One summer, when I was working at the top of the Arctic Archipelago in an eight-person settlement known as Eureka, an iceberg ran aground in the strait between Ellesmere and Axel-Heiberg Islands. I enjoyed the novelty of having a mountain of ice parked outside my window, but I must admit it soon became just another part of the scenery. The same thing happened with the wolves who hunted us every time we left the confines of our buildings, and with the rabbits who achieved such tremendous speeds when racing our enclosed snow cruiser that they were able to bound along upright, front legs never touching the ground. Such strange and beautiful sights become mundane when they occur too often.
Then came a cold January day when our cook, an axe in one hand and a cardboard box in the other, asked me to go out to the berg and get him some ice. I already thought he was an eccentric, so I bit my tongue and went for a stroll.
“Make sure you get ice from the centre of the face,” he hollered to me as I trudged out into the – 40°C air.
I did what he asked. Even though the face of the berg was in shadow, and the air that pooled there seemed to be inordinately cold, and I was convinced the 30-foot wall of ice was poised to fall on my head.
When I got back, Cookie thanked me, indicated that I should put the box in the walk-in freezer, then went on preparing dinner. No big deal. No explanations given.
Later that evening, a few of us gathered in the common room to watch a canned hockey game which had been flown in from Winnipeg. This was before the advent of satellite TV, so it was something of an event for us. Cookie came in and surprised me with one of my favourite drinks—good Canadian rye, a small amount of ginger ale and lots of ice. In fact, the tumbler was filled with so much chipped ice that rivulets of condensation had begun to run down its sides. The odd little fellow chuckled, winked at me and said, “There’s something about million-year-old ice that just makes a drink taste better.” He was right.
Many years have passed since that memorable day. Cookie’s most likely in his grave. I’ve begun to feel the sear of age myself. But every now and then, when I have a spare moment, I think about ancient ice in my drink, and the company of wolves, and I smile.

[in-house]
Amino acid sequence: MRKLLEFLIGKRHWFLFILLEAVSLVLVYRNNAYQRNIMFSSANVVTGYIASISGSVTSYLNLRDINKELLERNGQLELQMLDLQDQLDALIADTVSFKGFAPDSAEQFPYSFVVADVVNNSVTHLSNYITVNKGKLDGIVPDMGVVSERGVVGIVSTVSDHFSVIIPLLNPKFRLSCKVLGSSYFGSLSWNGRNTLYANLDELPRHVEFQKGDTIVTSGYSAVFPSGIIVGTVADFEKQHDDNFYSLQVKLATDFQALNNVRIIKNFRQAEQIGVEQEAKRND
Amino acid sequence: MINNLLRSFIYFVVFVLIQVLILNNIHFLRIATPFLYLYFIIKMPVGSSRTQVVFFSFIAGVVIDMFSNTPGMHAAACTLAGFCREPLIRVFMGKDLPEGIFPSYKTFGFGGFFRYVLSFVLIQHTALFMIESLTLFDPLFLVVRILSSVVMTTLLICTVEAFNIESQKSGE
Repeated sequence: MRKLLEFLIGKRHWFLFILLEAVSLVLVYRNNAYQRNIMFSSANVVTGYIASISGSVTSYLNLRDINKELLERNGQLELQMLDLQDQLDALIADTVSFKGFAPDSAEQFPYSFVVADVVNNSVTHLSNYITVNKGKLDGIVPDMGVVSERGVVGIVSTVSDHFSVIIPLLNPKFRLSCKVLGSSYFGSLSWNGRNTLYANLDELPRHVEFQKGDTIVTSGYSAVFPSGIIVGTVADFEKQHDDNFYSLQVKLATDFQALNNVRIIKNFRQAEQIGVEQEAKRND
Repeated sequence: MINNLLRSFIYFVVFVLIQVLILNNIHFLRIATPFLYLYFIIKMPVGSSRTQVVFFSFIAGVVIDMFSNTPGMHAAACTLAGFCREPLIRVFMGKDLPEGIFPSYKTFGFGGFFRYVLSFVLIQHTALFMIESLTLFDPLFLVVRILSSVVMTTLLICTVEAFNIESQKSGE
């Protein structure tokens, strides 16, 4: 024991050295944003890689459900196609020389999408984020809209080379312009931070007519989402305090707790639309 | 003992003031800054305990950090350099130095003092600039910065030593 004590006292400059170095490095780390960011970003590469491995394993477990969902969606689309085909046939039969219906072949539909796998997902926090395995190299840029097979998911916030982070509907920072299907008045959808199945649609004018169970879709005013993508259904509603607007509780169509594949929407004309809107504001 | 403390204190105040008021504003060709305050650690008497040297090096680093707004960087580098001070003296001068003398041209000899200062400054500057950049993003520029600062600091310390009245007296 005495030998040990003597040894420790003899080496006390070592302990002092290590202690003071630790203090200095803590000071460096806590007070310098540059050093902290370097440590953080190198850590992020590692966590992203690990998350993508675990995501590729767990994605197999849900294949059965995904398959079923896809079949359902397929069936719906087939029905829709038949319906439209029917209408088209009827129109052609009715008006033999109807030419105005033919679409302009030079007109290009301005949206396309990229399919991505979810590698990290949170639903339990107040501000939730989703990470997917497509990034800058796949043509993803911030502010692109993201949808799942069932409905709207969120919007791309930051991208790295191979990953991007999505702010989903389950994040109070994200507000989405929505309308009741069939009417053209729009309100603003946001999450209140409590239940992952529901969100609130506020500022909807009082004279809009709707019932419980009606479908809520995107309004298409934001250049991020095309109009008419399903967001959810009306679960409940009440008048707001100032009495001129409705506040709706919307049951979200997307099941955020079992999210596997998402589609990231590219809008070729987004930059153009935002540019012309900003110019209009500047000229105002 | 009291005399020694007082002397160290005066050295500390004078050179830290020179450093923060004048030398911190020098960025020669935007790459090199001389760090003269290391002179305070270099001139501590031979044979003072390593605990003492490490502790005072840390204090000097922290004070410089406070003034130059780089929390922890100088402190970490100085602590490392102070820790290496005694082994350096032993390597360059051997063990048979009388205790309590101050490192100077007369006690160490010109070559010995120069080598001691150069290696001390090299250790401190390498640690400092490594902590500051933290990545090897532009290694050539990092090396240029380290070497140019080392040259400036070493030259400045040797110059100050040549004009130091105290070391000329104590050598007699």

Life has helped me to understand that whether it’s a certain piece of art catching the morning light in a way that delights, or a walk along a leaf-strewn country road, or icebergs that run aground outside your bedroom window, the trick to having an interesting life that’s filled with beauty, is to make these things your centre of activity or interest. You must make them your focus. Because of this, I do my utter best to spend my days purposely drinking the juice of life. Yet the iceberg story is proof that beauty can also be found in memories and that it’s important to make time for revisiting them.
You can take this idea a step further by accepting those ugly, disheartening events that life seems to present with unnerving regularity. Accept them, but don’t let them affect you. Understand that they’ll eventually pass, and that you’ve the choice to refocus on better things. There’s also no rule that says you ever have to think about them again. You choose what you remember and how you remember.
A death can become a reason to celebrate someone’s life. A lost job is an opportunity to try the career you’ve always dreamt of. A failed romance has the potential to teach you about man’s incredible capacity for love. And a struggle with disease can renew your zest for life. You have the power to recall and reshape your experiences so that they work for you.
This is a simple concept with the power to transform our lives, but it’s worthless unless applied. I challenge you to spend today on the conscious enjoyment of beauty, allowing all else to be diminished or ignored. Choose to build beautiful memories while forgetting everything else. The exercise represents an important step in creating a truly enjoyable life. It can also help you to understand that focus is everything.